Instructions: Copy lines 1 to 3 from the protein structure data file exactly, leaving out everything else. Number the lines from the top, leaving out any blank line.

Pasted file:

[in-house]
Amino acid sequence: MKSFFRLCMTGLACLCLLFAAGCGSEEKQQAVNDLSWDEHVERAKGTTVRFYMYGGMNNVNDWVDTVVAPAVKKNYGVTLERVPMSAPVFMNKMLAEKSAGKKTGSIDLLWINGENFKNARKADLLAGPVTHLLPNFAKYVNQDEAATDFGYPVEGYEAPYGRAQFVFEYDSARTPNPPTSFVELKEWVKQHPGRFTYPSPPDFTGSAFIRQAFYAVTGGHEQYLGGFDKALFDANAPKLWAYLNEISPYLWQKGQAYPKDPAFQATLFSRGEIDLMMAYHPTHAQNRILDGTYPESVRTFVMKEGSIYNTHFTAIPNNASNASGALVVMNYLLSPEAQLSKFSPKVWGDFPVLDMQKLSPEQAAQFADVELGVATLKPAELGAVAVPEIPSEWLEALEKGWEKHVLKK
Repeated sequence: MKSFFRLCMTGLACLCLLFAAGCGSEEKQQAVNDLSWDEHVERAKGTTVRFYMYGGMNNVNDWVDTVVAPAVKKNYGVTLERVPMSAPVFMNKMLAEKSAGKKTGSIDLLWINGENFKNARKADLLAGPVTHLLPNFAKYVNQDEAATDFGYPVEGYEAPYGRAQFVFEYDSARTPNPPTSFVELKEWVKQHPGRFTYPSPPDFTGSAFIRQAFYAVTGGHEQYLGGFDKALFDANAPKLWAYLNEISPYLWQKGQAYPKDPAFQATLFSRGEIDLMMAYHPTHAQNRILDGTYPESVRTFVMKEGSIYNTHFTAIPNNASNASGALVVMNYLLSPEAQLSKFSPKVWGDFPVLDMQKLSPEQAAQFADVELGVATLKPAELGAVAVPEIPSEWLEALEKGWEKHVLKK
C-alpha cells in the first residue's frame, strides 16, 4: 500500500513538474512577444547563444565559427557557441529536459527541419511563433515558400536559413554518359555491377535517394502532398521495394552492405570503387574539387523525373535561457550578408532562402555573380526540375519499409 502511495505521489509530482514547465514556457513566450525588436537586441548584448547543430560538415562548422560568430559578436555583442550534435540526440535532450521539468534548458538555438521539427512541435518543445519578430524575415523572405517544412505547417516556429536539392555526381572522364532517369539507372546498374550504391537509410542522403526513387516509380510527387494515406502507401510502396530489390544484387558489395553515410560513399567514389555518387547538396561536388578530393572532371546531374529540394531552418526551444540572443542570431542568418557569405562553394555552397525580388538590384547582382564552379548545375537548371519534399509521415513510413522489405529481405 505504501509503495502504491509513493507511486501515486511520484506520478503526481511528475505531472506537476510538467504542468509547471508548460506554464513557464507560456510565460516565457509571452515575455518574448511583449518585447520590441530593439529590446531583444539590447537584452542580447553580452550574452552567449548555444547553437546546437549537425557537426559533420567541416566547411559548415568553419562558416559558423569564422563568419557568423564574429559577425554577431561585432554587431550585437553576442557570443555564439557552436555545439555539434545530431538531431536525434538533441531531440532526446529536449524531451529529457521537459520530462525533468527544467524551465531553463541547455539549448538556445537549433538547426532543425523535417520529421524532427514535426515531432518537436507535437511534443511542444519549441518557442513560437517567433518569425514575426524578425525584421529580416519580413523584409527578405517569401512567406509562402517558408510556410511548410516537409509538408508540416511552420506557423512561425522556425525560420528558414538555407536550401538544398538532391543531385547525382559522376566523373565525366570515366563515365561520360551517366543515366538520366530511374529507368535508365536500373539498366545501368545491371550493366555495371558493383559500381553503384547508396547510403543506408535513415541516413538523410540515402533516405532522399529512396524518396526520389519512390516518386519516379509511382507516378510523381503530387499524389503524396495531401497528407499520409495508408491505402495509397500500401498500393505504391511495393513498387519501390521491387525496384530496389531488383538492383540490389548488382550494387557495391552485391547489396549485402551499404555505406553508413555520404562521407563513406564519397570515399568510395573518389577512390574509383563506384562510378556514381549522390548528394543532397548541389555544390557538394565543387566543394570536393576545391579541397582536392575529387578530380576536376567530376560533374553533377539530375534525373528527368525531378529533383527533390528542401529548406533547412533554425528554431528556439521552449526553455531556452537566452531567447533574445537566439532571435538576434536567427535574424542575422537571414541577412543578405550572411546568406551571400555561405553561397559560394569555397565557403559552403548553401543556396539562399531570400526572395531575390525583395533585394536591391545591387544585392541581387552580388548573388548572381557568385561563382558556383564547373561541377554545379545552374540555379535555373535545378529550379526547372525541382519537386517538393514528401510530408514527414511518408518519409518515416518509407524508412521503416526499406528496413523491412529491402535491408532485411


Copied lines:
[in-house]
Amino acid sequence: MKSFFRLCMTGLACLCLLFAAGCGSEEKQQAVNDLSWDEHVERAKGTTVRFYMYGGMNNVNDWVDTVVAPAVKKNYGVTLERVPMSAPVFMNKMLAEKSAGKKTGSIDLLWINGENFKNARKADLLAGPVTHLLPNFAKYVNQDEAATDFGYPVEGYEAPYGRAQFVFEYDSARTPNPPTSFVELKEWVKQHPGRFTYPSPPDFTGSAFIRQAFYAVTGGHEQYLGGFDKALFDANAPKLWAYLNEISPYLWQKGQAYPKDPAFQATLFSRGEIDLMMAYHPTHAQNRILDGTYPESVRTFVMKEGSIYNTHFTAIPNNASNASGALVVMNYLLSPEAQLSKFSPKVWGDFPVLDMQKLSPEQAAQFADVELGVATLKPAELGAVAVPEIPSEWLEALEKGWEKHVLKK
Repeated sequence: MKSFFRLCMTGLACLCLLFAAGCGSEEKQQAVNDLSWDEHVERAKGTTVRFYMYGGMNNVNDWVDTVVAPAVKKNYGVTLERVPMSAPVFMNKMLAEKSAGKKTGSIDLLWINGENFKNARKADLLAGPVTHLLPNFAKYVNQDEAATDFGYPVEGYEAPYGRAQFVFEYDSARTPNPPTSFVELKEWVKQHPGRFTYPSPPDFTGSAFIRQAFYAVTGGHEQYLGGFDKALFDANAPKLWAYLNEISPYLWQKGQAYPKDPAFQATLFSRGEIDLMMAYHPTHAQNRILDGTYPESVRTFVMKEGSIYNTHFTAIPNNASNASGALVVMNYLLSPEAQLSKFSPKVWGDFPVLDMQKLSPEQAAQFADVELGVATLKPAELGAVAVPEIPSEWLEALEKGWEKHVLKK